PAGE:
Title page for ETD etd-10022009-140919

Type of Document Dissertation
Author Brumfield, Kristy Marie
Author's Email Address kbrumf4@tigers.lsu.edu
URN etd-10022009-140919
Title Investigations of Chlamydomonas reinhardtii Ergosterol Biosynthesis
Degree Doctor of Philosophy (Ph.D.)
Department Biological Sciences
Advisory Committee
Advisor Name Title
Moroney, James V. Committee Chair
Bartlett, Sue Committee Member
Donze, David Committee Member
Longstreth, David J. Committee Member
Moore, Thomas S. Committee Member
Cooper, Richard Dean's Representative
  • lipid
  • sterol
  • Chlamydomonas reinhardtii
  • ergosterol
Date of Defense 2009-08-14
Availability unrestricted
Ergosterol is the major sterol found in the membranes of Chlamydomonas reinhardtii. While past studies have identified some ergosterol mutants in C. reinhardtii, very little is

known about sterol biosynthesis pathways in this species. With the elucidation of the Chlamydomonas genome, bioinformatics analysis has allowed us to determine potential genes involved in ergosterol biosynthesis. With this knowledge, a working model of the pathway was designed for future analysis. Several of the ergosterol biosynthetic genes were analyzed in respect to their role and involvement in flagellar regeneration. These genes were upregulated during the regrowth of the flagella. Also Chlamydomonas strains lacking flagella were analyzed by Q-RT PCR to determine what role ergosterol biosynthetic genes played in the absence of their flagella. Finally, one of the genes with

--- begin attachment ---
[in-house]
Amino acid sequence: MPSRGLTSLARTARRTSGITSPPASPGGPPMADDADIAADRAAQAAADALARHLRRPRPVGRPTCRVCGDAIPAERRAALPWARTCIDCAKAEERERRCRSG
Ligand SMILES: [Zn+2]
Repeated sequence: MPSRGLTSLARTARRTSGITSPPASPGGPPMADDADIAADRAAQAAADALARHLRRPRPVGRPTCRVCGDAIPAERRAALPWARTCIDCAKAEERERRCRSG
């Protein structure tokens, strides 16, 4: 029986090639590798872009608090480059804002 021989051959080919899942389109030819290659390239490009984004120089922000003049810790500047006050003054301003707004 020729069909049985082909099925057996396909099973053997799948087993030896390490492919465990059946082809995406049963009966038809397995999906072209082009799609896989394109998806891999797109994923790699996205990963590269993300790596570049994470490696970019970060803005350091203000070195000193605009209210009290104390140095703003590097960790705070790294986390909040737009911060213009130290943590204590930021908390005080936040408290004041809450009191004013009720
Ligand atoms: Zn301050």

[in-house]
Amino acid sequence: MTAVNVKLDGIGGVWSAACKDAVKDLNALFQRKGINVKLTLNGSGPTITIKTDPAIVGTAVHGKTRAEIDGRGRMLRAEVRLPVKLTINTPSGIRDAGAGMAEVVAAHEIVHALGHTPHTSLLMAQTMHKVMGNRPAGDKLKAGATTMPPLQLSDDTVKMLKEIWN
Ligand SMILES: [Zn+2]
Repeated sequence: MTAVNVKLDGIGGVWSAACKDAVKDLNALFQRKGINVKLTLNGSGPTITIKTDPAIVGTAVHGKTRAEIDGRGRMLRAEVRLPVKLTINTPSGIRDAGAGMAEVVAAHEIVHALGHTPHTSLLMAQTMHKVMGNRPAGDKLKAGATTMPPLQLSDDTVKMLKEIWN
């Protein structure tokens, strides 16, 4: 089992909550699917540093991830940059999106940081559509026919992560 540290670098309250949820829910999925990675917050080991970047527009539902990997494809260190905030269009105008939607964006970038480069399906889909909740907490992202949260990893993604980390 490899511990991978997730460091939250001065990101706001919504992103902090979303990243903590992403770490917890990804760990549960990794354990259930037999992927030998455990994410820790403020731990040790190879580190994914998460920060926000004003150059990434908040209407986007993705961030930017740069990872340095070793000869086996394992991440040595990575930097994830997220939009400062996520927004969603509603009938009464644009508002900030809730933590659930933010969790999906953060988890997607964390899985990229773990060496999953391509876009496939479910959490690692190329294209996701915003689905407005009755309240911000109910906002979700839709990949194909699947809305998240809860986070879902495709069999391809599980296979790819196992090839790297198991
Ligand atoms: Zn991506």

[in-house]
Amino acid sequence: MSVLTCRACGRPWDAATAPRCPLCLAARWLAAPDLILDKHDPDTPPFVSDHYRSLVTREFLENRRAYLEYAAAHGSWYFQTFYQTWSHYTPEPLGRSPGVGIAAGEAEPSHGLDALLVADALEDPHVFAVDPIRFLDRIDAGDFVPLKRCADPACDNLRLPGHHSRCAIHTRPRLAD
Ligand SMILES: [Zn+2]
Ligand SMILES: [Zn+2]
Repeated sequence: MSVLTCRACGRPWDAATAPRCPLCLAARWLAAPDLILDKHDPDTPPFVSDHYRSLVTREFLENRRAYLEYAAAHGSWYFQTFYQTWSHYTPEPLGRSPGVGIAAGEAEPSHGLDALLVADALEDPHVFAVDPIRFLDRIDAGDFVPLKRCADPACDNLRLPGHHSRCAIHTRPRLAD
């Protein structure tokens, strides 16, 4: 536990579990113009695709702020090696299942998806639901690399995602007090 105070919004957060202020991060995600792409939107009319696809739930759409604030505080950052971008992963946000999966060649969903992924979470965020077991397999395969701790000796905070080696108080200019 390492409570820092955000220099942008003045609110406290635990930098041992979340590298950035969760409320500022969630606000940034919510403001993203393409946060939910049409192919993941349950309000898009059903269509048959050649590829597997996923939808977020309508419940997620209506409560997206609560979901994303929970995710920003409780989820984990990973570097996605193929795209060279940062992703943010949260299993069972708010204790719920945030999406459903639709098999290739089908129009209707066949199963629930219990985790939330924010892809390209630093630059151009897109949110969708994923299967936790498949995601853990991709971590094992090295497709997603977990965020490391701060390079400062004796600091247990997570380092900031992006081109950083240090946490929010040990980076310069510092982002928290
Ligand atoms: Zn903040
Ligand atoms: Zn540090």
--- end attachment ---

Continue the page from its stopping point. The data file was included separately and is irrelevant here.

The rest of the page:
homology to the yeast sterol C-5 desaturase, ERG3, was chosen for further analysis. To test whether ERG3 of C. reinhardtii had a similar function, yeast Saccharomyces cerevisiae ERG3 knockout strains were created to assess whether a plasmid expressing the Chlamydomonas ERG3 could complement the deletion. These erg3 null mutants were transformed with a vector expressing ERG3 cDNA from C. reinhardtii driven by the yeast ADH1 promoter, and this expression was able to restore ergosterol biosynthesis and reverse phenotypes associated with lack of ERG3 function. Complementation of these erg3 null phenotypes strongly suggests that ERG3 in C. reinhardtii functions as a sterol C-5 desaturase. Results from this dissertation provides the groundwork for future experimentation in the field of sterol lipid research in Chlamydomonas reinhardtii.

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